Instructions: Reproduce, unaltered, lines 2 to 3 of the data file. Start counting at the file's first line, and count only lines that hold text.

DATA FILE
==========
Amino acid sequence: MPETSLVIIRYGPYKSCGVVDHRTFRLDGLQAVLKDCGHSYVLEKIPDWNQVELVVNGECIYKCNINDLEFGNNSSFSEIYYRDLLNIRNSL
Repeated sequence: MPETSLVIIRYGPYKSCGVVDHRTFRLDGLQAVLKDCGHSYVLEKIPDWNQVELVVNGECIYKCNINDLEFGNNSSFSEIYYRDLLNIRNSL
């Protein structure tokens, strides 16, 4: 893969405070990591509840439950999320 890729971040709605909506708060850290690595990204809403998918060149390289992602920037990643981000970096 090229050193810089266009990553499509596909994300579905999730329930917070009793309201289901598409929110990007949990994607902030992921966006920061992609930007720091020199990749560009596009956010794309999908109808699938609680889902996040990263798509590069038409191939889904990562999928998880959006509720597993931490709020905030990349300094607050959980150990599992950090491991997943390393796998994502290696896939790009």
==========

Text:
Repeated sequence: MPETSLVIIRYGPYKSCGVVDHRTFRLDGLQAVLKDCGHSYVLEKIPDWNQVELVVNGECIYKCNINDLEFGNNSSFSEIYYRDLLNIRNSL
């Protein structure tokens, strides 16, 4: 893969405070990591509840439950999320 890729971040709605909506708060850290690595990204809403998918060149390289992602920037990643981000970096 090229050193810089266009990553499509596909994300579905999730329930917070009793309201289901598409929110990007949990994607902030992921966006920061992609930007720091020199990749560009596009956010794309999908109808699938609680889902996040990263798509590069038409191939889904990562999928998880959006509720597993931490709020905030990349300094607050959980150990599992950090491991997943390393796998994502290696896939790009």